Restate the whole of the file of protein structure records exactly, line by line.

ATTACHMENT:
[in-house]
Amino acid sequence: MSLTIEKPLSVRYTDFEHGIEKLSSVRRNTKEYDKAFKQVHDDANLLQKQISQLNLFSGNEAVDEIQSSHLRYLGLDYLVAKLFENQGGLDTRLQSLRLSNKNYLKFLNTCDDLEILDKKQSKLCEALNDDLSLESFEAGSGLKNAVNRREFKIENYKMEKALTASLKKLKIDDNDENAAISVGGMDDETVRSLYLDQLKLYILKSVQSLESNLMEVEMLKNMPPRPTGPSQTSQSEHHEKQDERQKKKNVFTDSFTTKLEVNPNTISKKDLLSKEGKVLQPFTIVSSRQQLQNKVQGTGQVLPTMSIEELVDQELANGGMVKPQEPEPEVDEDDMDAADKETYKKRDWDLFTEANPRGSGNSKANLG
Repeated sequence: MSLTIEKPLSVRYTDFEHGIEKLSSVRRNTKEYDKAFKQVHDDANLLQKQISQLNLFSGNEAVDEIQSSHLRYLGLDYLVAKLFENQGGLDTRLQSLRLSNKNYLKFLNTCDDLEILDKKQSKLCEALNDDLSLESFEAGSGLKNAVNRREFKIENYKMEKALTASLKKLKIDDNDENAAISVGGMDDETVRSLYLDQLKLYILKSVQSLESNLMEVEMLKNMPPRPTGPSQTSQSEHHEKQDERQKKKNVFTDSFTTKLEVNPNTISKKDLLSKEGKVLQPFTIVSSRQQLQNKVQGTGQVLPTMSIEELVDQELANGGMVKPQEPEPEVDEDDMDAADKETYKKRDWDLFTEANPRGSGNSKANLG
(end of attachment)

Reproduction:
[in-house]
Amino acid sequence: MSLTIEKPLSVRYTDFEHGIEKLSSVRRNTKEYDKAFKQVHDDANLLQKQISQLNLFSGNEAVDEIQSSHLRYLGLDYLVAKLFENQGGLDTRLQSLRLSNKNYLKFLNTCDDLEILDKKQSKLCEALNDDLSLESFEAGSGLKNAVNRREFKIENYKMEKALTASLKKLKIDDNDENAAISVGGMDDETVRSLYLDQLKLYILKSVQSLESNLMEVEMLKNMPPRPTGPSQTSQSEHHEKQDERQKKKNVFTDSFTTKLEVNPNTISKKDLLSKEGKVLQPFTIVSSRQQLQNKVQGTGQVLPTMSIEELVDQELANGGMVKPQEPEPEVDEDDMDAADKETYKKRDWDLFTEANPRGSGNSKANLG
Repeated sequence: MSLTIEKPLSVRYTDFEHGIEKLSSVRRNTKEYDKAFKQVHDDANLLQKQISQLNLFSGNEAVDEIQSSHLRYLGLDYLVAKLFENQGGLDTRLQSLRLSNKNYLKFLNTCDDLEILDKKQSKLCEALNDDLSLESFEAGSGLKNAVNRREFKIENYKMEKALTASLKKLKIDDNDENAAISVGGMDDETVRSLYLDQLKLYILKSVQSLESNLMEVEMLKNMPPRPTGPSQTSQSEHHEKQDERQKKKNVFTDSFTTKLEVNPNTISKKDLLSKEGKVLQPFTIVSSRQQLQNKVQGTGQVLPTMSIEELVDQELANGGMVKPQEPEPEVDEDDMDAADKETYKKRDWDLFTEANPRGSGNSKANLG